How the New Tax Law Affects Nonprofits

The recently enacted tax law has both direct and indirect effect on nonprofits. The indirect effect is the decreased tax incentive for charitable contributions that results from doubling the standard deduction, decreasing individual and corporate tax rates, and increasing the estate tax exemption. It is difficult to know how these will affect charitable giving, but the huge increase in online giving at year-end (The Chronicle of Philanthropy reported that online donors gave 38% more to charities during the last week of 2017 than in the last week of 2016) indicates that tax incentives do impact charitable giving. The fact that individuals can now deduct cash contributions to qualified charities up to 60% of adjusted gross income (previously 50%) isn’t likely to do much to offset these disincentives.

Unrelated Business Income

Although lower rates will apply to nonprofits paying unrelated business income tax, a new provision restricts losses from one unrelated activity from being offset against other activities.

Unrelated Business Income Taxation will also be applied to certain fringe benefits paid for by tax exempt organizations for qualified transportation fringe benefits, or for on -premises athletic facilities. There is also an excise tax on certain nonprofit salaries exceeding $1 million.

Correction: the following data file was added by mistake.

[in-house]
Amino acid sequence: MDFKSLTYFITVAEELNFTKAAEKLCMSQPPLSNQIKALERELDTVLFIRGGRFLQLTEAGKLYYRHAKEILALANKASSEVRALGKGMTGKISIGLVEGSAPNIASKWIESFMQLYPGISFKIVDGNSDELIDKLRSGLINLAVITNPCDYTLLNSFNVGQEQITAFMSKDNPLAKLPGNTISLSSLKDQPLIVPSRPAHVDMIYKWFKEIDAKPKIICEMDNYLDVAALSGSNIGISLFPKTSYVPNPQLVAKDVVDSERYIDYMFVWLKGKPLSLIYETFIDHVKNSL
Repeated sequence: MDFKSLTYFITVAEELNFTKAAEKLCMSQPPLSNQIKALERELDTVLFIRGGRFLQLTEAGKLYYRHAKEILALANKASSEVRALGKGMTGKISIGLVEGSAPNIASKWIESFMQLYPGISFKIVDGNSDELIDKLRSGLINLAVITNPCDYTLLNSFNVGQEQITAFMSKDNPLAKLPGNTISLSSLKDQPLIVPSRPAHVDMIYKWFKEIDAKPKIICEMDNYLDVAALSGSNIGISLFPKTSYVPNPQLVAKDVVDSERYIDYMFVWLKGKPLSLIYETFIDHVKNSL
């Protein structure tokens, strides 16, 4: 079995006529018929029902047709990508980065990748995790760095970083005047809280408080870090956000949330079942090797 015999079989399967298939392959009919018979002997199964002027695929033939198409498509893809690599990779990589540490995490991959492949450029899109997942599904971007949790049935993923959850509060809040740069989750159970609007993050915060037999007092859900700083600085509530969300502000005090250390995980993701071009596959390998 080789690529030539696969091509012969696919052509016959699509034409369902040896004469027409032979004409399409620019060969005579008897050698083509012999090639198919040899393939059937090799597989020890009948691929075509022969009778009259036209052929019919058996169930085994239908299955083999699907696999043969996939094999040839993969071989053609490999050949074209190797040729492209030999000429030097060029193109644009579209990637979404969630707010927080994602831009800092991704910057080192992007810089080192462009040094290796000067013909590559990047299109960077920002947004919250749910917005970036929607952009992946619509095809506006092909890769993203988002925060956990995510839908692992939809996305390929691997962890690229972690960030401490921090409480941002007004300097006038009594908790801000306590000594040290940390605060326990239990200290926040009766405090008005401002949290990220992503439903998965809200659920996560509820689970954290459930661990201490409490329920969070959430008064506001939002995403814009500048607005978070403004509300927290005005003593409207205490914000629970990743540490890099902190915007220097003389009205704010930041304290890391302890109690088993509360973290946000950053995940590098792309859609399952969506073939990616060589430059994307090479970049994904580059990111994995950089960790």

Moving Expense Deductibility

If your organization pays moving expenses for new or current employees, these are no longer excludable from taxable income. This may require nonprofit employers to pay more to make their employees “whole”.

Provisions That Did Not Make It into the Final Law

Several provisions did not make it into the final law, including:

repeal of the Johnson amendment,
changes to private foundation excise taxes,
reductions to qualified tuition plans and employer-provided educational assistance,
taxing the value of housing for the convenience of the employer,
unrelated business income tax on royalties from licensing an exempt organization’s name, and from research activities where results were not made publicly available,
enhanced donor advised fund reporting, and
taxing interest on certain private activity bonds.

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